Smoothies are good for you for many reasons, but two in particular. One: smoothies combine readily available nutrients in a liquid form. This means you get the nutrients you want in a highly digestible form, right away. Second: they are great healthy food on the go. Let’s face it, we need better food for a fast pace society. Before you go drop another 5 dollar bill on a starbucks -try creating your own smoothies and feel the super green food difference!

Smoothie recipes without using a blender

Creamy orange

1 cup orange juice (to taste)

1 cup plain or vanilla yogurt

1 tb super green energy powder

1 tb coconut milk powder

2-3 cubes of ice (helps mix ingredients and keeps it cold)

Put ingredients into jar with tight lid and shake vigorously or whisk together

Grape dream

2 cups grape juice (to taste)

1 cup vanilla protein powder

1 tsp super green energy powder

1 tsp coconut milk powder

2-3 cubes of ice (helps mix ingredients and keeps it cold)

Put ingredients into jar with tight lid and shake vigorously or whisk together

This one is sweet and creamy

Cranberry Lemon zest

1 cup cranberry juice (to taste)

1 cup plain or vanilla yogurt

1 tsp super green energy powder

1 tsp lemon juice

2-3 cubes of ice (helps mix ingredients and keeps it cold)

Put ingredients into jar with tight lid and shake vigorously or whisk together

This one is a real zinger and great when it’s hot!

Smoothie recipes using your blender

These are easy to make before work and you can
make plenty to share with your family too!

Apple banana fun

1 cup apple juice

1 cup plain or vanilla yogurt

1 tsp super green energy powder

1 tsp wheat germ

1 large cored apple (with or without peel)

1 ripe banana

2-3 cubes of ice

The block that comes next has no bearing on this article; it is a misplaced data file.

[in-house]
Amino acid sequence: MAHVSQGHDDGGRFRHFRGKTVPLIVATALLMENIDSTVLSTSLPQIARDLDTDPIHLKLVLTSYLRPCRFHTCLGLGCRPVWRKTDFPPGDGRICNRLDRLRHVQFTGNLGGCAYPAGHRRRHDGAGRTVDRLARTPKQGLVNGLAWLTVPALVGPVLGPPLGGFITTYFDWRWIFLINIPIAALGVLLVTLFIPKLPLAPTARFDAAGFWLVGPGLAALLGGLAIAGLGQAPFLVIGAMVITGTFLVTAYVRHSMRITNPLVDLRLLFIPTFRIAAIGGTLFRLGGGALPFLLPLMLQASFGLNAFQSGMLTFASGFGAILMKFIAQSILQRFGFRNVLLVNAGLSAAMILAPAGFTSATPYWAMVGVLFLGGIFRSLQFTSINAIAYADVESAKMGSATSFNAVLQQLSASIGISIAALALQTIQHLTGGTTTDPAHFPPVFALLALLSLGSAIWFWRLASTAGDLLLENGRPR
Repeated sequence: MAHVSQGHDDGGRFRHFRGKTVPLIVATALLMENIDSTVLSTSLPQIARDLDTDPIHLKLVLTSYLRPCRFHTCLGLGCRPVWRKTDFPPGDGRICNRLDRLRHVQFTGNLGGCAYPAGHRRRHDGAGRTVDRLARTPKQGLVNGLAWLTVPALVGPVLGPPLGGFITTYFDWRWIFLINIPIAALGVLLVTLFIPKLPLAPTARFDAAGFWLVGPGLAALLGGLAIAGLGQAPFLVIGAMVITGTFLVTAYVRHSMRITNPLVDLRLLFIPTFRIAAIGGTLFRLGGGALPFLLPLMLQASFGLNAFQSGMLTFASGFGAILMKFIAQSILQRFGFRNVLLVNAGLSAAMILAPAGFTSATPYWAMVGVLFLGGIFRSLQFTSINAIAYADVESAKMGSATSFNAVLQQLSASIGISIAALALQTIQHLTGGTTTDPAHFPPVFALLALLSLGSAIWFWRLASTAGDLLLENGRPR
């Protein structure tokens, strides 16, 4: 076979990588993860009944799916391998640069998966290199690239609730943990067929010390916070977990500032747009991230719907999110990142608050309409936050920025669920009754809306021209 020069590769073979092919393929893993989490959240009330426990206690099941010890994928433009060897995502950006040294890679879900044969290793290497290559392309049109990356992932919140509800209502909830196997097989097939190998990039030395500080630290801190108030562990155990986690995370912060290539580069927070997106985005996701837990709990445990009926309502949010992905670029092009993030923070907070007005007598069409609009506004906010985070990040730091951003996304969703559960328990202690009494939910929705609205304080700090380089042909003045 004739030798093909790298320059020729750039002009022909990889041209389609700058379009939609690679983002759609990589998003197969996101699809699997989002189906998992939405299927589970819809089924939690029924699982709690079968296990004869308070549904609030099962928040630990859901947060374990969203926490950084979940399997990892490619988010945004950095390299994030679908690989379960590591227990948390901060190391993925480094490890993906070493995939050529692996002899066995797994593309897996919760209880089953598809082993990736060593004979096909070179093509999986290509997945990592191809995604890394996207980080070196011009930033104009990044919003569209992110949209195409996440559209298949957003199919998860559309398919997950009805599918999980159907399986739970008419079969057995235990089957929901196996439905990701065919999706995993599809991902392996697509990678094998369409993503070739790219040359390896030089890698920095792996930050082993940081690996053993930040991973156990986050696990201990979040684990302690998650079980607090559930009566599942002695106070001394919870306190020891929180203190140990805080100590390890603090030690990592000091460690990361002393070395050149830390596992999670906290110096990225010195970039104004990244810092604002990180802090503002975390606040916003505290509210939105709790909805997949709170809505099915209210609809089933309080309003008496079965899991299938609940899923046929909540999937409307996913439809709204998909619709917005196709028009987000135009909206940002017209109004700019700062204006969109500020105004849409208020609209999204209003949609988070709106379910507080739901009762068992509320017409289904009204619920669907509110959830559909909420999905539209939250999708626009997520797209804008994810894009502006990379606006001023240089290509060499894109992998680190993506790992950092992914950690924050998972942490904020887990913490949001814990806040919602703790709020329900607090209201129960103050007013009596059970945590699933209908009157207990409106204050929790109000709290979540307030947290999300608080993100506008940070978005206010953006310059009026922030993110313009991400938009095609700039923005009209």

Put ingredients into blender and serve cold

This one turns out very chunky and good! The wheat germ gives I a slight texture and wonderful nutty taste.

Coconut banana cream

1 half cup fresh filtered water

half cup coconut milk powder

1 cup plain or vanilla yogurt

1 tsp super green energy powder

2 tsp flax seeds

1 ripe banana

half a cup of half and half (optional, but good)

2-3 cubes of ice

Put ingredients into blender and serve cold

Ok, are you ready for a yummy, creamy, coconutty and that’s really good for you? Try this recipe!

For this one I use fruit I keep the freezer, try it – its easy. Next time bananas, blueberries or strawberries (or any other fruit) starts to go bad, just peel chop and freeze it in a bag. I then use these chunks for smoothies all year long! It replaces the ice and gives your smoothies great flavor and texture.

Frozen Slushie delight

1 cup 2% milk

1 cup plain or vanilla yogurt

1 tsp super green energy powder

2 tsp flax seeds

1 cup frozen fruits

1 ripe banana

2 tsp coconut milk powder

1 tsp flax seed oil

1 splash of vanilla extract

Put ingredients into blender and serve cold

Healthy bloody mary

2 cups tomato/ vegetable juice

1 tsp super green energy powder

1 quarter cup celery leaves

2 -3 fresh basil leaves

2-3 cubes of ice

Put ingredients into blender and serve cold, serve with fresh celery sticks

Now that you have all these delicious options for adding a super green drink to your morning – what are you waiting for?

Cat Cafes: Unique Feline Focused Businesses in Japan

Every city has a go-to coffee shop or cafe where residents of the area can feel at home. These cafes tend to offer customers a relaxing atmosphere, delicious food and drink, and even free internet. These offerings are all well and good for the typical coffee shop customer, but what if you could go to a coffee shop that offered all of the above, plus the chance to visit with adorable felines? Japan is home to several Cat Cafes that offer just that.